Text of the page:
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Yahoo to unveil refined search engine

Times Staff Writer

san francisco -- Yahoo Inc. has spent almost four years trying to catch up to Google Inc. in Web-search technology. Today it’s trying to jump ahead.

Yahoo plans to unveil a revamped search engine that it says delivers faster, more relevant and engaging results than market leader Google, which handles more than half of the Web’s search requests.

Sunnyvale, Calif.-based Yahoo said the upgrade was the most significant yet since it dumped Google’s search technology in February 2004 in favor of its own.

The No. 2 search engine has fallen further behind Google in market share despite its improved technology. Web surfers used Google for 57% of their searches in August, compared with 23% for Yahoo.

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The challenge facing most search engines is getting Internet searchers to break their Google habit.

“Yahoo is fighting an uphill battle,” said Scott Kessler, an analyst with Standard & Poor’s. “Google has become so inextricably connected with the concept and practice of search, Yahoo has to work a lot harder to get on people’s radar screens.”

Yahoo is starting by trying to change the search habits of the hundreds of millions of people who visit its broad stable of websites. Gaining market share is critical as Yahoo starts to see results from Project Panama, the ad-placing technology launched in February that it expected to help the company generate more profit from each search.

“One of the things we are looking for is to give people a reason to come to Yahoo to try search,” said Tim Mayer, product vice president for Yahoo Search. “This is very visible. It shows we are serious about search, that we are making some gains in market share and that we are providing users with a better experience.”

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Forrester Research analyst Charlene Li said Yahoo’s improvements were significant.

“Yahoo is taking search to a different level primarily because they are doing what I call ‘mind reading’: anticipating what you are going to do,” she said.

For example, when users type search terms, Yahoo will offer suggestions for more refined ways to search for the information.

Yahoo is the latest search player to overhaul the way it presents search results in an effort to chip away at Google’s lead. Ask.com, owned by IAC/InterActiveCorp, relaunched in June with a dramatically different looking interface, and Microsoft Corp. last week showed off its new method for displaying search results.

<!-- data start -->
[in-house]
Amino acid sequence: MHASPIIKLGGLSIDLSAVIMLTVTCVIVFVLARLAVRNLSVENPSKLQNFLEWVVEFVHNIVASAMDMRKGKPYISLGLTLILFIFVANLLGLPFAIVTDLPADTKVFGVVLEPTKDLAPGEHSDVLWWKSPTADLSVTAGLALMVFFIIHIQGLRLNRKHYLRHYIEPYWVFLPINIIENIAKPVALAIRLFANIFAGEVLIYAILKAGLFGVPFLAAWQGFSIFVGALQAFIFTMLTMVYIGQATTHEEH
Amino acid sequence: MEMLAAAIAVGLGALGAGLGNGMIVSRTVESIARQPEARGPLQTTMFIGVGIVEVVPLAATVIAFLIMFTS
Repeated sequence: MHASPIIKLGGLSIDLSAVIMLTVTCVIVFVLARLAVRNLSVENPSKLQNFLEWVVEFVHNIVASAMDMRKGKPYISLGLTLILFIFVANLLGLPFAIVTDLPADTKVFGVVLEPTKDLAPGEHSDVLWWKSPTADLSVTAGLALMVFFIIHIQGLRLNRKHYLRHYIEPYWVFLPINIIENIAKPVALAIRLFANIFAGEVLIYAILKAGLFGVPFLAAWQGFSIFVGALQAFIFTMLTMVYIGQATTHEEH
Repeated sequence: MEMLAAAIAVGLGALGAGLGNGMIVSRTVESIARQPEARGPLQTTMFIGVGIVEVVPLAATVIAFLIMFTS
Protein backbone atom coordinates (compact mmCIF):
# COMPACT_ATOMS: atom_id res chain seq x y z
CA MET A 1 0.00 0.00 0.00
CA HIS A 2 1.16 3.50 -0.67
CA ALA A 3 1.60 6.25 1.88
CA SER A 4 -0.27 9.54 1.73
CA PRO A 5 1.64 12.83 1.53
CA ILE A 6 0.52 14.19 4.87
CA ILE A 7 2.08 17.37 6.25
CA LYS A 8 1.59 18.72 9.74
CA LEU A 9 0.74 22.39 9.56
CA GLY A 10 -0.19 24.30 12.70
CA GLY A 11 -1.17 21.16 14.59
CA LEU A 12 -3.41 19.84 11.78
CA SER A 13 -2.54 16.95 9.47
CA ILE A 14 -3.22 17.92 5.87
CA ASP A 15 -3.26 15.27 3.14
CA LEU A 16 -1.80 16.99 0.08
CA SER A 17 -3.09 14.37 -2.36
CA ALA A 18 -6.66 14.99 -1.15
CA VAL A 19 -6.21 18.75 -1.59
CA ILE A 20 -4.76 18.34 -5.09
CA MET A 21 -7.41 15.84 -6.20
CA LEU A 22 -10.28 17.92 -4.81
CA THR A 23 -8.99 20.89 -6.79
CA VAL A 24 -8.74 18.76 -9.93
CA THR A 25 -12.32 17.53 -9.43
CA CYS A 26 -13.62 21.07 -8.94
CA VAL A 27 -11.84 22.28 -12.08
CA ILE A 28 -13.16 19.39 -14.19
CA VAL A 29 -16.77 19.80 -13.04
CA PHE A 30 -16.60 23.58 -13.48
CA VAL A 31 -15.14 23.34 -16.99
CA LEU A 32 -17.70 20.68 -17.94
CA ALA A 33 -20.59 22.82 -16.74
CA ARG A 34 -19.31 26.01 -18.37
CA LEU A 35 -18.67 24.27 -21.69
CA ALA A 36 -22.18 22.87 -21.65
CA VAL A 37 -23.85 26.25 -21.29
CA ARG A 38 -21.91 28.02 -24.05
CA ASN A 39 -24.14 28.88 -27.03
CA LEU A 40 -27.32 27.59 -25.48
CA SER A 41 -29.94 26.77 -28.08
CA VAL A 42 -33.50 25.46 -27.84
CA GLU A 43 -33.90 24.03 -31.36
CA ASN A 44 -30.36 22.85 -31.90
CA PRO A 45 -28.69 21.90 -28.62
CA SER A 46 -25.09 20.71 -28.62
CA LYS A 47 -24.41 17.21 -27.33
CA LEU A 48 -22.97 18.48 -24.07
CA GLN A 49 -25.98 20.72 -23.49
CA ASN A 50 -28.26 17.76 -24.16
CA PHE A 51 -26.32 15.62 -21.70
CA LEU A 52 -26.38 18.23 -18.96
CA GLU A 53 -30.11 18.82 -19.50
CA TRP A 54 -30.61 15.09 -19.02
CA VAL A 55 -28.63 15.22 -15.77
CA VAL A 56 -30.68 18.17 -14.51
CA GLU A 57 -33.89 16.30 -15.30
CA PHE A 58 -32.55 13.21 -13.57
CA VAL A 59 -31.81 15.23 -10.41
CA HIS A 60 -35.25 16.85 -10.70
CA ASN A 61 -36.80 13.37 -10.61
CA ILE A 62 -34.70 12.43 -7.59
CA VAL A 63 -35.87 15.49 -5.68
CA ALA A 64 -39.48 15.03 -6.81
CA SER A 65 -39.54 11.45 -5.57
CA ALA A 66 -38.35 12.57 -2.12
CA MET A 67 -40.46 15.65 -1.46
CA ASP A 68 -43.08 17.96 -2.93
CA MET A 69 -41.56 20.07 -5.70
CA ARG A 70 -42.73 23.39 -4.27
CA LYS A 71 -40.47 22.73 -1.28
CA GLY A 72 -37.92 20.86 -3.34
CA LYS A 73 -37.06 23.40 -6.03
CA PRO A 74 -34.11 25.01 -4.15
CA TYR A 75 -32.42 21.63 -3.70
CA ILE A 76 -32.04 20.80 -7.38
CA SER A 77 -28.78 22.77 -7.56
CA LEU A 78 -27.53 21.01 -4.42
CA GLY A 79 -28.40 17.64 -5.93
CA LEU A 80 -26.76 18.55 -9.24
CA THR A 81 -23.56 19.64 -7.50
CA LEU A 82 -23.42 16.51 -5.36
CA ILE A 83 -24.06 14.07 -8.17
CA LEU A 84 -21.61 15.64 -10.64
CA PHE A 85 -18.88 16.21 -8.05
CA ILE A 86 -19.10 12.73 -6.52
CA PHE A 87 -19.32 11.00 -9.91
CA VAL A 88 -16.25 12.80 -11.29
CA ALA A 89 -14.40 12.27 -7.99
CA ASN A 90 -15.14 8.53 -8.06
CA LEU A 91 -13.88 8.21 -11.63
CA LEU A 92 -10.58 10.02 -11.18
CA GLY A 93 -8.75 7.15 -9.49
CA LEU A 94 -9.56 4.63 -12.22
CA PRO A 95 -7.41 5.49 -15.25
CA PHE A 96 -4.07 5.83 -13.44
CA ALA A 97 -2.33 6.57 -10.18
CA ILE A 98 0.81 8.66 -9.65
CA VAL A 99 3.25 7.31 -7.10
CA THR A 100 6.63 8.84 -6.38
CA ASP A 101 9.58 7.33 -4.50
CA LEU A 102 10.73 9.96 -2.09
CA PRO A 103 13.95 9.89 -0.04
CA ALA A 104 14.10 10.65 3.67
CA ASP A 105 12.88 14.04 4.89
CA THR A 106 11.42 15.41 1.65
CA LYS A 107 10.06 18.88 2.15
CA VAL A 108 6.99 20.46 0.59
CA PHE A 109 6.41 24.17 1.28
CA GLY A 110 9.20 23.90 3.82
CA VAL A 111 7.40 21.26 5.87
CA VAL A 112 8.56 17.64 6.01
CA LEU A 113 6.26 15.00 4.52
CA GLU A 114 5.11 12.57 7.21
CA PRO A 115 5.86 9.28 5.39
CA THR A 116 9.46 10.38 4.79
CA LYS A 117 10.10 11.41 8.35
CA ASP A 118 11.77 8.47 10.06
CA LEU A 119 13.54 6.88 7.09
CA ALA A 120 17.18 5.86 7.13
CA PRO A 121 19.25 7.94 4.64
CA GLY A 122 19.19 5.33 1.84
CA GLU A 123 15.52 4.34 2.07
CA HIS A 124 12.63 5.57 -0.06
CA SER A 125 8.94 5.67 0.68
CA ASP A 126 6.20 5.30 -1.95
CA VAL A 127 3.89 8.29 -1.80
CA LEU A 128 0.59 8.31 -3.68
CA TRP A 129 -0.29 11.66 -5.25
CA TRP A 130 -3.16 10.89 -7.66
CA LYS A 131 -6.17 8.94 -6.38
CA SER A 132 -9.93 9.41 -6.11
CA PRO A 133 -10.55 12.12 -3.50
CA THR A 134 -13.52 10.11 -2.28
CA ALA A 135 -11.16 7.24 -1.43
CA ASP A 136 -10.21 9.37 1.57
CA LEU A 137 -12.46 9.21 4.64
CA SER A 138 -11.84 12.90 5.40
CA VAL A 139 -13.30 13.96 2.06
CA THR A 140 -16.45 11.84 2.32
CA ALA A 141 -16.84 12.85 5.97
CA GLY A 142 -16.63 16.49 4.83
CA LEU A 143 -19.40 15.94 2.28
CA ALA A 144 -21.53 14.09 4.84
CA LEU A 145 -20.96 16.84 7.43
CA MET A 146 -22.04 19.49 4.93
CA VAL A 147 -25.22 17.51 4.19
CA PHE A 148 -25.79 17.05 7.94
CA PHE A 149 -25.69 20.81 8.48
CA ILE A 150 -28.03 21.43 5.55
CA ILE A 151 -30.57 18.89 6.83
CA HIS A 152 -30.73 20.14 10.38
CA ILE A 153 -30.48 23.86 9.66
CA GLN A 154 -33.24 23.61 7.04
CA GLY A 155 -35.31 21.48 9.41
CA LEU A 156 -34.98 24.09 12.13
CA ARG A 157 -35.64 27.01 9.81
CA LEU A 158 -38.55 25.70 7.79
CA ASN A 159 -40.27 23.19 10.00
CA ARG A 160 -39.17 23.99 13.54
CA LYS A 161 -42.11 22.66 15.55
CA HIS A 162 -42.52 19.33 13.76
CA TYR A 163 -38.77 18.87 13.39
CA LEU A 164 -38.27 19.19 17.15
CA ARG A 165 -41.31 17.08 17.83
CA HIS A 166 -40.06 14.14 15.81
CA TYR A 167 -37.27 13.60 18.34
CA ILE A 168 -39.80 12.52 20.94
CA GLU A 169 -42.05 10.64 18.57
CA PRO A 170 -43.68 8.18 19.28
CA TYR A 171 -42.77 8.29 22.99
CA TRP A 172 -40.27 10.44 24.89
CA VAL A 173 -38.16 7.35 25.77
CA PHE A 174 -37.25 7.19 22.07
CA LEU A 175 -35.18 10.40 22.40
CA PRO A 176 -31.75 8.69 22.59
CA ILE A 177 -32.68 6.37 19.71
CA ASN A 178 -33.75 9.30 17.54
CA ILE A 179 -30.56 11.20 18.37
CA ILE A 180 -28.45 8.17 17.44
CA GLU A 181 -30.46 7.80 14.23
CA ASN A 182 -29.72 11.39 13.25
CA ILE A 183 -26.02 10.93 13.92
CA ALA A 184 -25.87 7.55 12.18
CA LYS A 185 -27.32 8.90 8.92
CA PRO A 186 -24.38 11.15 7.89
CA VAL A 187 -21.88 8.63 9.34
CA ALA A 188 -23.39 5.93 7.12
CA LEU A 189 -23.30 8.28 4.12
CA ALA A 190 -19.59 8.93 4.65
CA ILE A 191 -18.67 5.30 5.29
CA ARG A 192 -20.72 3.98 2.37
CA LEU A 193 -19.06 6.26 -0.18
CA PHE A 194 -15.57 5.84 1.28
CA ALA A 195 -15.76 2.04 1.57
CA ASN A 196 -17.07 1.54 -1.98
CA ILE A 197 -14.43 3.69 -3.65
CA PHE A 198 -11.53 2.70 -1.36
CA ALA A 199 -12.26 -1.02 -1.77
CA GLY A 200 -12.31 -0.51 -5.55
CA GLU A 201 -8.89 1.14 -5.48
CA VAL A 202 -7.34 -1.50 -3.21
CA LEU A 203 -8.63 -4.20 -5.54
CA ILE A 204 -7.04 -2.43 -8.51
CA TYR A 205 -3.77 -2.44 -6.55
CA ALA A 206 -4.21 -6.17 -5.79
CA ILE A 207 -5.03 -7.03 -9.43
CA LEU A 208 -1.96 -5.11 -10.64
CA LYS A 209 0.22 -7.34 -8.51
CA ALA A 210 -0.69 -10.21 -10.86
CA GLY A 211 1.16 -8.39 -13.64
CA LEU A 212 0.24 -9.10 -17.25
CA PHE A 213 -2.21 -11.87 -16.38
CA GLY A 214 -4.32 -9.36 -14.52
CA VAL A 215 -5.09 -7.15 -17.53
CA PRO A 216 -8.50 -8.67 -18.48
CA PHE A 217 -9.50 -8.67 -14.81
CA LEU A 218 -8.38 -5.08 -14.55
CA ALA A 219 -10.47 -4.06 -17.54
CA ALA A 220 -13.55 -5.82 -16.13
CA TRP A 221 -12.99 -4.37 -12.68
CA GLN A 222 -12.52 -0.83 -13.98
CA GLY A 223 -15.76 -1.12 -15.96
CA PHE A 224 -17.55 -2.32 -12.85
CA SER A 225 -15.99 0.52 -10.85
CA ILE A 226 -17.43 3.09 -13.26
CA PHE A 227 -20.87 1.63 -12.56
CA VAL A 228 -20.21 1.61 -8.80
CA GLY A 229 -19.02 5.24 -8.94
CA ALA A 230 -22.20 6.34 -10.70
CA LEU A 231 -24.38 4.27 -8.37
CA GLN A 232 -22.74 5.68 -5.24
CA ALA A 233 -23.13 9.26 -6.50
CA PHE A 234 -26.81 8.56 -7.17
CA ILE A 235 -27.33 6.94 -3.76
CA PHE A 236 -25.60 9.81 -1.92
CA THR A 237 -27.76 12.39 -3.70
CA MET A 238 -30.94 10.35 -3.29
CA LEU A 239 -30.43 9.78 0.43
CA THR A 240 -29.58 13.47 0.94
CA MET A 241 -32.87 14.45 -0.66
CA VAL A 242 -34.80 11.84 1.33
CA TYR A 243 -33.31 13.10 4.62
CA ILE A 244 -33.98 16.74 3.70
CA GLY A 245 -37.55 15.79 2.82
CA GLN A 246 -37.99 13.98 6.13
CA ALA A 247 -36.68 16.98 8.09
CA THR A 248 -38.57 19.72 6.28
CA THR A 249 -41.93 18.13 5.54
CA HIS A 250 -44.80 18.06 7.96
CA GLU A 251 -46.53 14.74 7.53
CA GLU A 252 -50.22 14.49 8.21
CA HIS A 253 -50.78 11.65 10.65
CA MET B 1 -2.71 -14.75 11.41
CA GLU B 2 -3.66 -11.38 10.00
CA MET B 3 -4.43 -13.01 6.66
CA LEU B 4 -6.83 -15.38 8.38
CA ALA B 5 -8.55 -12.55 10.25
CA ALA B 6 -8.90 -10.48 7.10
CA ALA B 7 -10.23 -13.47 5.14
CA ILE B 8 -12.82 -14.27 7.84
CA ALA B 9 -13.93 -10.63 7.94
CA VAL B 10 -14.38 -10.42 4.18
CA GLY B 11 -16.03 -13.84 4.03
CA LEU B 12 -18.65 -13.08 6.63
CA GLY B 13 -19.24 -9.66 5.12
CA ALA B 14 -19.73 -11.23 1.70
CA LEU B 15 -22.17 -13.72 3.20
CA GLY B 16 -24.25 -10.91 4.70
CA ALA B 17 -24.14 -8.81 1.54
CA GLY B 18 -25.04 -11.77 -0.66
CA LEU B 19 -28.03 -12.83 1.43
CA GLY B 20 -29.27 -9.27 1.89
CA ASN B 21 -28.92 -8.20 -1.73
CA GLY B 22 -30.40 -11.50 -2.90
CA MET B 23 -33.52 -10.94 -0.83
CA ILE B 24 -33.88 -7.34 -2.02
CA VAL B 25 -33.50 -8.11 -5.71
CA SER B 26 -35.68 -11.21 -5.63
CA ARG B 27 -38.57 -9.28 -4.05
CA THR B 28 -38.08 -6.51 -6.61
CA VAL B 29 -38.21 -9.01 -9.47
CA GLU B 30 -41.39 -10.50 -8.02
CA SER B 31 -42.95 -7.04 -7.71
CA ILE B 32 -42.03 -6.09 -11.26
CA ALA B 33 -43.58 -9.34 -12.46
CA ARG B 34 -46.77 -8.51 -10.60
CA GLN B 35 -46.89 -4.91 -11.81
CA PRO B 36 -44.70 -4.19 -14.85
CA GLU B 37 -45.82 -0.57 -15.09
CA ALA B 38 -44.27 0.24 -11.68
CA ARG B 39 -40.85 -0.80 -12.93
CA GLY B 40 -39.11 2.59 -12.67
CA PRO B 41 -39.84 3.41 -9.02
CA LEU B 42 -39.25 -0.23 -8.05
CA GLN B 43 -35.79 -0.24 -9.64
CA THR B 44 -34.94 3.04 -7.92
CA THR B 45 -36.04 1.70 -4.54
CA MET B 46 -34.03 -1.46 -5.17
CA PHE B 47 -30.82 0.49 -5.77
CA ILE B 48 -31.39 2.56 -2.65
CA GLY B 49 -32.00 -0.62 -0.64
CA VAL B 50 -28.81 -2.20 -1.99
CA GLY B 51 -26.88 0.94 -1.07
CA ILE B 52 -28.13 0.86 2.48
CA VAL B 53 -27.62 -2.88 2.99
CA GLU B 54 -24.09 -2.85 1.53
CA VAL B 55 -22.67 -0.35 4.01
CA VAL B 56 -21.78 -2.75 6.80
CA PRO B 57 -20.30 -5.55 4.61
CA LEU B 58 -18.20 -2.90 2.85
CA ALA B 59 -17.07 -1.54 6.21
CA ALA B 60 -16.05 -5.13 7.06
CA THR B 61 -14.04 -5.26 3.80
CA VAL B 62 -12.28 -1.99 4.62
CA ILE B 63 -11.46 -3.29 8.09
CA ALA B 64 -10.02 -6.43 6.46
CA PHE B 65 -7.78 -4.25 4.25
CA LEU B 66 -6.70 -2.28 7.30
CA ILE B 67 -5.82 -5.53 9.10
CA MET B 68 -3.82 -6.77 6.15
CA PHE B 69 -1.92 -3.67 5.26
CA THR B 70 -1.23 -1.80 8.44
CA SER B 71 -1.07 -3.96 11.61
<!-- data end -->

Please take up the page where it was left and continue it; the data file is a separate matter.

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Doug Leeds, vice president of product management for Oakland-based Ask.com, dismissed the Yahoo changes as “catch-up.”

Yahoo is taking steps to improve search results at a crucial time. The company is seeking to right itself under the leadership of co-founder Jerry Yang, who replaced Terry Semel as chief executive in June. Semel stayed on as chairman.

Semel made Internet search one of the key initiatives for Yahoo. Its search technology was developed by Inktomi Corp., which Yahoo bought in 2003 for $235 million. In addition to Inktomi, Yahoo spent $1.8 billion for Pasadena-based Overture Services Inc., whose “pay-per-click” service lets advertisers buy placement next to search results.

Part of Yahoo’s turnaround strategy is to gain ground in the roughly $7-billion market for search-engine advertising. The search war has intensified as a slew of established juggernauts and nimble start-ups compete to field search requests on the Web.

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“Our challenge is to keep users coming more frequently,” Leeds said of Ask.com, which draws 20 million to 25 million users a month. “We do that by innovating the product and making it better.”

To deliver a better experience, technologists pore over behavioral patterns and complex algorithms to find new ways to help people more quickly and easily find the information they are seeking. Much of that innovation centers on understanding user intent -- when they type “apple,” are they seeking fruit or computers?

New Yahoo features include suggesting different ways to phrase a search request, offering a list of related concepts, generating more links to photos, videos and music, and making it easier to find local information as well as relevant results about popular pursuits such as sports, entertainment and health.

To gain traction in the search business, Yahoo must increase traffic and advertiser interest, analysts say. It also must get users to click more often on search ads by making them more relevant to what they’re looking for -- an area in which Google has excelled.

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“One search at a time, that’s how you win this battle,” Forrester’s Li said.

Yahoo shares gained 20 cents to $27.04 on Monday.

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jessica.guynn@latimes.com

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